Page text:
Grave encounter in Hilltown leads to friendship
By Theresa Hegel Staff writer | Posted: Monday, May 27, 2013 5:00 am
Dennis Loux was on a mission.
The Rhode Island man came to Hilltown last weekend searching for the final resting place of his great-grandfather, Mahlon B. Loux, a sergeant in the Civil War.
He found much more than he was expecting.
Loux, 64, is the youngest of 11 children. One of his older brothers had begun documenting the family history 40 years ago, and now the task of maintaining the archive has fallen into Loux’s lap.
Armed with a genealogy and a copy of the poem inscribed on Mahlon’s grave, Loux took to the back roads of Bucks County, searching for the German Reformed Church.
“Once you get off the main road, you’re back in the 18th century,” Loux said. “I could actually see the Bucks County countryside as my ancestors saw it.”
However, the reformed church is long gone. In its place for the last 75 years is the Hilltown German Hungarian Sportsman’s Club.
That is where Loux met Hilltown locals Mike McMackin and Steve Wiater, who took him to the small graveyard behind the club. “A stranger walked into the club and asked if anyone had information as to the location of an old churchyard he was searching for”, McMackin said.
Most of the 46 headstones date back to the 1800s. The German club used to maintain the cemetery, back when it received a small fee from descendents. However, as family members died off, the money stopped coming in, the graveyard was forgotten about, McMackin said.
“The cemetery just started to fall into disrepair,” he said.
The headstones have all toppled over, some cracked in two, some half-buried in the ground.
In the back of the cemetery were two sturdy stone slabs that had fallen face-first into the dirt. Loux had a feeling they were the tombs of Mahlon and Katharine Loux, his great-grandparents.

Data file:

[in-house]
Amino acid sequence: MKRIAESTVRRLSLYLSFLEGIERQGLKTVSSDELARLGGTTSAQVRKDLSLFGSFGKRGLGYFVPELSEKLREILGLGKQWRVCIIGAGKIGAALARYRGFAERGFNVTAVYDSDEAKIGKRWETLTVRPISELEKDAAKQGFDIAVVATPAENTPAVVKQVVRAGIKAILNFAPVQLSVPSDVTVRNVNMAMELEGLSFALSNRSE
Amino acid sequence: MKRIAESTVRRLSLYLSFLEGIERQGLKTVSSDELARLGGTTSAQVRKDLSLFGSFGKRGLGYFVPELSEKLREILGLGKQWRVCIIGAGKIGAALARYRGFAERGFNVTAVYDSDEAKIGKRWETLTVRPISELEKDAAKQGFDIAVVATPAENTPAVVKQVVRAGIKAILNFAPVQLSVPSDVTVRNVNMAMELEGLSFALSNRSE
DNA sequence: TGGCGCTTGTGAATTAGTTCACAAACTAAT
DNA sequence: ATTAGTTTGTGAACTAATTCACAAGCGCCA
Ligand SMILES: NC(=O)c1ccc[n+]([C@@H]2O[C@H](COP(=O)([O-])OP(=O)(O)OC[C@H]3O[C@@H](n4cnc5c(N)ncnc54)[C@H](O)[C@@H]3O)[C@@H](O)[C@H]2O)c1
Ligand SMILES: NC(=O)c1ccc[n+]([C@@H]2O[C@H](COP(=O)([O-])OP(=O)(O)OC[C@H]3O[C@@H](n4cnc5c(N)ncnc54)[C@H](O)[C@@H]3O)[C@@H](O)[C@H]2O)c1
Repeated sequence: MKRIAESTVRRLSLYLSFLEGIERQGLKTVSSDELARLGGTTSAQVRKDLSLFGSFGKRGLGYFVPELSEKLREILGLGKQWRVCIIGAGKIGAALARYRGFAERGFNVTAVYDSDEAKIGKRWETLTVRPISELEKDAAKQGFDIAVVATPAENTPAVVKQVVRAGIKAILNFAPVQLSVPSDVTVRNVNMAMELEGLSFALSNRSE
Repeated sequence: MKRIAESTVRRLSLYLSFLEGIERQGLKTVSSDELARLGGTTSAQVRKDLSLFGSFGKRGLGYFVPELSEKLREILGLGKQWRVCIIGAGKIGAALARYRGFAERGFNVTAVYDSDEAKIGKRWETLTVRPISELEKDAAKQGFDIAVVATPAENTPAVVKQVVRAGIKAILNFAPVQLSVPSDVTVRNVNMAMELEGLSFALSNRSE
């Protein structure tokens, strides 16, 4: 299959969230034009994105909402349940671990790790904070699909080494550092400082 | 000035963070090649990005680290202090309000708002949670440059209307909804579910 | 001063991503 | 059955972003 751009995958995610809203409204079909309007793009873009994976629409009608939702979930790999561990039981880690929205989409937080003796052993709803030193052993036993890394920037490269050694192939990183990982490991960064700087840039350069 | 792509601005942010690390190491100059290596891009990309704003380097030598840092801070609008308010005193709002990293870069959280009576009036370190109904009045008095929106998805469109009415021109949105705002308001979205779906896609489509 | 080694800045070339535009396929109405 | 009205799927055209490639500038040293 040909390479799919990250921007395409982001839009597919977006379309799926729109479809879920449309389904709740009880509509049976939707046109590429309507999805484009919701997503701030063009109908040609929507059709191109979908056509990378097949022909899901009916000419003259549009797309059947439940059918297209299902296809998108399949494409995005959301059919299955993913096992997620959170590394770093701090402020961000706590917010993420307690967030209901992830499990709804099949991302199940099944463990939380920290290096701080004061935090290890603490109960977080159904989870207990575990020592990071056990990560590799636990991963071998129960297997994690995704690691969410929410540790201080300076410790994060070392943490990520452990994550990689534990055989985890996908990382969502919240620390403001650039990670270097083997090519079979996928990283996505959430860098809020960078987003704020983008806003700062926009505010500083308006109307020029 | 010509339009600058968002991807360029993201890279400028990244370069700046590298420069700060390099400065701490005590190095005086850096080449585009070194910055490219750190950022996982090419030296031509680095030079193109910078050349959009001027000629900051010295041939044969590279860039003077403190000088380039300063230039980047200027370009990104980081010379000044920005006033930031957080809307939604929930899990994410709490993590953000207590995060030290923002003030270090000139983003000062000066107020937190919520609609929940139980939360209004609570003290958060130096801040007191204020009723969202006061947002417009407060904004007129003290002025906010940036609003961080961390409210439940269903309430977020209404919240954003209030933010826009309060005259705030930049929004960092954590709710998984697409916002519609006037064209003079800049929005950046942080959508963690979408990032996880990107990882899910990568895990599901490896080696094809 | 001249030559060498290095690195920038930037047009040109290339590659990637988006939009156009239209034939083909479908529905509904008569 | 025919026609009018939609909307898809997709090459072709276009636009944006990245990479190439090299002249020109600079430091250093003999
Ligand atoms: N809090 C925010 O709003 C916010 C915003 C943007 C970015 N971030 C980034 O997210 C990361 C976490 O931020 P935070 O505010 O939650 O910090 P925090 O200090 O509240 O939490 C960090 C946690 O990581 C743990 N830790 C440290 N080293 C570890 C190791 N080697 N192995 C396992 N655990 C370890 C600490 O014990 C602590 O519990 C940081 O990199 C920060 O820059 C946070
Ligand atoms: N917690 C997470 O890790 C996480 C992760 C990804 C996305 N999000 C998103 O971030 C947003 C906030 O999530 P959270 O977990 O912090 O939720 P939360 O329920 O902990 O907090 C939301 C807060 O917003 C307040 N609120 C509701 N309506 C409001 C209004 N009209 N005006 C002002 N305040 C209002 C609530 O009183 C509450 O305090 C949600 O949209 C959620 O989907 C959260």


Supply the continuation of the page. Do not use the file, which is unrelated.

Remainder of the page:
Therefore, McMackin, Wiater and other members of the German club grabbed some tools and levered the graves upright. Sure enough, they belonged to Loux’s ancestors.
What followed was an emotional experience for everyone involved.
“I recall drawing in my breath,” Loux said. “I could see some of the gentlemen, all strong working men, wiping a tear from their eyes.”
Loux knelt by the graves and asked for a moment to be alone with his great-grandparents.
After reconnecting, Loux spent the next two hours chatting with McMackin and Wiater, thanking them for their help.
“We did a simple little deed to help the guy out, and he acted like he won the lottery,” Wiater said.
Loux returned to Rhode Island with two new friends.
“I’ve always had a connection to Bucks County where my great-great-great-great grandfather, Johan Peter Laux, lived in 1748. I was born in Providence, but my heart lies in Bucks County,” he said. “Sharing this, they connected immediately to the same emotion I was feeling. It really is an incredible thing. I feel very close to the folks that I met.”
McMackin and Wiater, for their part, have made a promise to Loux to restore Mahlon and Katharine’s headstones, and get them reset properly in their foundation. The encounter also sparked a renewed interest in restoring and maintaining the other graves, especially those belonging to other Civil War veterans.
“I just felt this was such an important find,” McMackin said. “These soldiers here would have gone unknown.”
His Tombstone Reads: "He sleeps his last sleep, He has fought his last battle, No sound can awaken him to glory again. One less on earth his pain his sorrow and trials to share. One less Pilgrims daily cross to bear. One more crown of the blest to wear. At home and in heaven. 105th Pennsylvania Volunteers"
“The Intelligencer”, Memorial Day May 27, 2013